According to Guns, Germs, and Steel, why did European diseases wipe out Native Americans and not the other way around?Following the arrival of European explorers in the New World, why did European...

According to Guns, Germs, and Steel, why did European diseases wipe out Native Americans and not the other way around?

Following the arrival of European explorers in the New World, why did European diseases wipe out Native Americans and not the other way around?

Asked on by npatrickb

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pohnpei397's profile pic

pohnpei397 | College Teacher | (Level 3) Distinguished Educator

Posted on

This is because of the fact that the Europeans had had domesticated animals for a much longer time and had had a broader variety of domesticated animals.

As people lived in close proximity to the animals, infectious diseases developed.  The longer people and animals live together, and the more different kinds of animals there are living with the people, the more chances there are for infectious diseases to develop.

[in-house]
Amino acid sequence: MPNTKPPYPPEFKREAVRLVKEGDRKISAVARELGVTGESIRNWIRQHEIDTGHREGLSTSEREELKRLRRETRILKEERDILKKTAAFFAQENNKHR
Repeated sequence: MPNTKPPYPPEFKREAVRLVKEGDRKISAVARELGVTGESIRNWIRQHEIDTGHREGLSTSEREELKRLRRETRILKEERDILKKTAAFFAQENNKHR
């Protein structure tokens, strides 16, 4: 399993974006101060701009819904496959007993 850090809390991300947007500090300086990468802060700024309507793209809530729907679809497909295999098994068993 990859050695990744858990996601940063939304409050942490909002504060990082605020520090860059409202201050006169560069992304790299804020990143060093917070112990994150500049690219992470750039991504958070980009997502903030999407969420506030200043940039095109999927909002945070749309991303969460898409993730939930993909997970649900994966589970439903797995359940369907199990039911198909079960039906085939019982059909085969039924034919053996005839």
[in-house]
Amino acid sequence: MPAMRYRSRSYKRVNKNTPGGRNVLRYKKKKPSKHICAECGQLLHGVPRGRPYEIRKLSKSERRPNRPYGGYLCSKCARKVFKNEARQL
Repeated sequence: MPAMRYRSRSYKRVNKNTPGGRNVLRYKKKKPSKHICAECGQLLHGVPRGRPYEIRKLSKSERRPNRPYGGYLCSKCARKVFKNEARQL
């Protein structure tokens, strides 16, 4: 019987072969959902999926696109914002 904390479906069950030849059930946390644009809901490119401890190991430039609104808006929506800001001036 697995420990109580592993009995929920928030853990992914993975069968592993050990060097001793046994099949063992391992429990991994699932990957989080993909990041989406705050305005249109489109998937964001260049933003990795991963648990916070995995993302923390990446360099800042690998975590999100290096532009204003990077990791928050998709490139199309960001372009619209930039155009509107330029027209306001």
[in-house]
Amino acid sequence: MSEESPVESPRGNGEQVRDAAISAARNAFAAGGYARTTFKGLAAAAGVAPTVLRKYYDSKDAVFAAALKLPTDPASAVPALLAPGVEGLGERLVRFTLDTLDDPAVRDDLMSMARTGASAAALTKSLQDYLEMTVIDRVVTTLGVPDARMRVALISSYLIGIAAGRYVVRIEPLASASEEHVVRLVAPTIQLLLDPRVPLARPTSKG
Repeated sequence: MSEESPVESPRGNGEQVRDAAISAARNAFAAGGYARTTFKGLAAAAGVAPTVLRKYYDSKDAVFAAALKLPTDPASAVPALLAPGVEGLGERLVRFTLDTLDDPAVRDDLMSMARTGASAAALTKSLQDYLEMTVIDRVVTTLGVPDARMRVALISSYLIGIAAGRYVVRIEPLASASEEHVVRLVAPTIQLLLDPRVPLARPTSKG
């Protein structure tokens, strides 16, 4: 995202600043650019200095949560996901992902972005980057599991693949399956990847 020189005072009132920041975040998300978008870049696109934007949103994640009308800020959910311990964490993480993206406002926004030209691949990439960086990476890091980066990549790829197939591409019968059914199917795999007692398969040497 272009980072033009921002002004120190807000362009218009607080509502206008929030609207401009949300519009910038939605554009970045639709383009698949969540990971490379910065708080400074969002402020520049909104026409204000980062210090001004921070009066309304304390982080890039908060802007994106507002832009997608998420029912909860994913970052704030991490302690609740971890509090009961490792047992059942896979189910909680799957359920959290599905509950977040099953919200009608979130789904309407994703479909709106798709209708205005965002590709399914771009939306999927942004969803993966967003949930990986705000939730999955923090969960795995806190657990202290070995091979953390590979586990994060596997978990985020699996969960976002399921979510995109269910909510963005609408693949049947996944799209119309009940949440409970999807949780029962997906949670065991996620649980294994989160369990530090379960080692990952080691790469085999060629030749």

In the New World, there were very few domesticated animals.  In addition, agriculture had not been present for nearly as long as it had been in Eurasia.  For these reasons, the Europeans (by the time of contact) carried many infectious diseases while the Native Americans did not.

uyenpham's profile pic

uyenpham | Student, Grade 10 | (Level 1) eNoter

Posted on

My personal way of stating it is:

Europeans had domesticated animals for a much longer period of time and the lived in very close proximity to the animals. The infectious diseases developed from humans and animals living very closely together.  In the New World, the Native American had very few domesticated animals ergo the Europeans had more of an immunity to the diseases than the Native Americans.

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